Student Spotlight: Christina Mulcahy Discusses Her Early Math Work and Mentoring Experience at Curry
3rd year Ph.D student in the Education Psychology-Applied Developmental Science (EP-ADS) program at the Curry School of Education, a researcher at CASTL, and a VEST pre-doctoral fellow.
Hometown: Amesbury, Massachusetts
Question: Why did you choose the Curry School of Education?
Mulcahy: After receiving my bachelors from the University of North Carolina as a double major in psychology and Spanish, I worked for a number of years in research on young children’s math learning. I really enjoyed this work and wanted to continue, so I started looking at graduate schools in educational psychology. I was initially drawn to Curry because of the early childhood work that faculty were doing here and how well it aligned with my interests of children’s early cognitive development, executive function and math learning. When I spoke with the faculty at CASTL, they immediately made me feel welcomed, and it seemed like an excellent fit for what I wanted to do long term. Plus, the VEST fellowship was a great opportunity because of all the research support and professional opportunities.
Question: How has the Curry School influenced you?
Mulcahy: Being a member of the Curry community is really inspiring—to be around all these new ideas and people who are doing such interesting work, it pushes my interests in lots of new ways. For example, when I first started as a grad student I was really focused more on children’s early academic development. But by being around the researchers at CASTL, I‘ve started to think about other things that are affecting children’s learning, like their socioemotional development, the classroom environment, etc. All of this research is happening at Curry, and it has been a major influence on my initial research interests.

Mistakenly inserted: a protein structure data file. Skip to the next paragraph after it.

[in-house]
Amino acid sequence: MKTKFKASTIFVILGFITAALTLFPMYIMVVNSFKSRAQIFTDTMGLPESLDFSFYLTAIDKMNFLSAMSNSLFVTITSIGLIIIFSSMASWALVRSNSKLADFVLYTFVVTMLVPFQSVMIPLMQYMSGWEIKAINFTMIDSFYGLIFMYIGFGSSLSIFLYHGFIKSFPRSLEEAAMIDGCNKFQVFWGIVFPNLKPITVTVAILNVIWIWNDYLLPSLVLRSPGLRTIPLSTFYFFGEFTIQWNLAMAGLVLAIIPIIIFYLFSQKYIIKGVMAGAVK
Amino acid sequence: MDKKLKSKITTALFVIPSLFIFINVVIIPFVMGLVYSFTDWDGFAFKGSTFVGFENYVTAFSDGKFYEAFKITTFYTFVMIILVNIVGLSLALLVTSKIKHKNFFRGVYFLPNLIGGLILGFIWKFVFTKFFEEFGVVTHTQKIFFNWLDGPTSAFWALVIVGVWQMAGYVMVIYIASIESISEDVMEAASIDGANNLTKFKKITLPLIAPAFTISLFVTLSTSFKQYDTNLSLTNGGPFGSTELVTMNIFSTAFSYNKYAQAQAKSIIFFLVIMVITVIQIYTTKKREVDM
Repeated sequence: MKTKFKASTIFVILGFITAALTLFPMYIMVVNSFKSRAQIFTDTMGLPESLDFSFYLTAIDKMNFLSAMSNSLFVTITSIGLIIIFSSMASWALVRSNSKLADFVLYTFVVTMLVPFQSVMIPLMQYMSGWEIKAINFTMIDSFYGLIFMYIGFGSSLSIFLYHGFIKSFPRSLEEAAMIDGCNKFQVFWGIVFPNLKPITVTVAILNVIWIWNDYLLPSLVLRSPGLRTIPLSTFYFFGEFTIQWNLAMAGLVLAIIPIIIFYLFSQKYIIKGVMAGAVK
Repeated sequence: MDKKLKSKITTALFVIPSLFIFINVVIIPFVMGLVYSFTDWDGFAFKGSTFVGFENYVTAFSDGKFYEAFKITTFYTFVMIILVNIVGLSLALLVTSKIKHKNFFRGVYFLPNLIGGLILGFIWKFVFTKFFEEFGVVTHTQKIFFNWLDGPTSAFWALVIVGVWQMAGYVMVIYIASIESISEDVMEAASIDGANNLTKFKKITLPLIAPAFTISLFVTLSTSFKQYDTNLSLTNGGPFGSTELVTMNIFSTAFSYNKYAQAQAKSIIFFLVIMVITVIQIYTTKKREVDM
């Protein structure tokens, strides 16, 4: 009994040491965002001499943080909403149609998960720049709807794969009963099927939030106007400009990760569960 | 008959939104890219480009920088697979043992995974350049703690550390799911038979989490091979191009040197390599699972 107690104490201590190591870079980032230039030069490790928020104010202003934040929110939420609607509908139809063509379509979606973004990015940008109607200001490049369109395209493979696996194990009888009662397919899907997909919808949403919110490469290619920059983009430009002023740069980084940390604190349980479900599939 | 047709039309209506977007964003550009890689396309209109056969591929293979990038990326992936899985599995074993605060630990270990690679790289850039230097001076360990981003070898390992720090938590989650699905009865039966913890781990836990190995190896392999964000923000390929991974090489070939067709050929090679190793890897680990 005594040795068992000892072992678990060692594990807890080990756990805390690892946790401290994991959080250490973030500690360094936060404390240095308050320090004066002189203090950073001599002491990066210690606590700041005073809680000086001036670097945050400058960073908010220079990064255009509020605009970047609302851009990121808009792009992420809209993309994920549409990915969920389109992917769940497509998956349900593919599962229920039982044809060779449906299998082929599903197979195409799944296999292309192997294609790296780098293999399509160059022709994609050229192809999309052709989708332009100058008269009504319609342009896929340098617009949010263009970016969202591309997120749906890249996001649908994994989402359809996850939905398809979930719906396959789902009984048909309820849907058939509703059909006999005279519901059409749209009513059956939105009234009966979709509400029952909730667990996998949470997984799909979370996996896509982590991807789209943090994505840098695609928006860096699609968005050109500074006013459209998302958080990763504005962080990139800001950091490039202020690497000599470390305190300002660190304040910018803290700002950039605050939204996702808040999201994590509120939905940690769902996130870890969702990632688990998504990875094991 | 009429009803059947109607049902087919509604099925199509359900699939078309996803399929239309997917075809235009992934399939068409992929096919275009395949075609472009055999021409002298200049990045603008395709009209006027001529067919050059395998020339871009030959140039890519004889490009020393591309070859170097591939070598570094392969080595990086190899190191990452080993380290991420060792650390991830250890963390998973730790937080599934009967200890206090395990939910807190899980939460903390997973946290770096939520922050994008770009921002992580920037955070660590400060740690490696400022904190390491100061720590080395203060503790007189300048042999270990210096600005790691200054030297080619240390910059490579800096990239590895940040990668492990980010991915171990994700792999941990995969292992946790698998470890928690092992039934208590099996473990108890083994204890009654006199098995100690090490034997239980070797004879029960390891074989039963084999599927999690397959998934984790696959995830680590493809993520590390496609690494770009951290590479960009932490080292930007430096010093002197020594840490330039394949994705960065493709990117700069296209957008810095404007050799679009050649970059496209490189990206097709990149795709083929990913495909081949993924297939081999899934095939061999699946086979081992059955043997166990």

Question: What research are you currently working on?
Mulcahy: I’m just finishing up working on the MyTeachingPartner Math-Science Project. I’ve been working on that research since I got to grad school, and it’s been really cool to see the project finish up where we are in the analysis and writing phase. In terms of my own work, I’m just starting a new paper where I want to examine how children’s executive function interacts with the classroom instruction they’re receiving to affect their math learning. I’ve always been interested in early math, but now I’m able to examine other factors in the classroom and children’s own characteristics.
Question: What has been the most rewarding part of your program?
Mulcahy: A number of aspects of training at Curry have been very rewarding for me so far. First, I have had a hands-on role in many different research projects and have been able to be a part of really meaningful work that is directly affecting classrooms. Second, I have access to so many great resources, and faculty have really helped me develop as a researcher in terms of my methodology, thinking and writing. Finally, in terms of the VEST fellowship, I’m very grateful for the speakers and topnotch researchers we get to interact with—it is a really special opportunity to engage one on one with important faculty in the field and this is something I would not have got in other programs.
Mulcahy is a doctoral student in the EP-ADS program and a fellow in the Virginia Education Sciences Training (VEST), a pre-doctoral fellowship program funded by the U.S. Department of Education Institute of Education Sciences. She also is a researcher at the Center for the Advanced Study of Teaching and Learning (CASTL).
By: Leslie M. Booren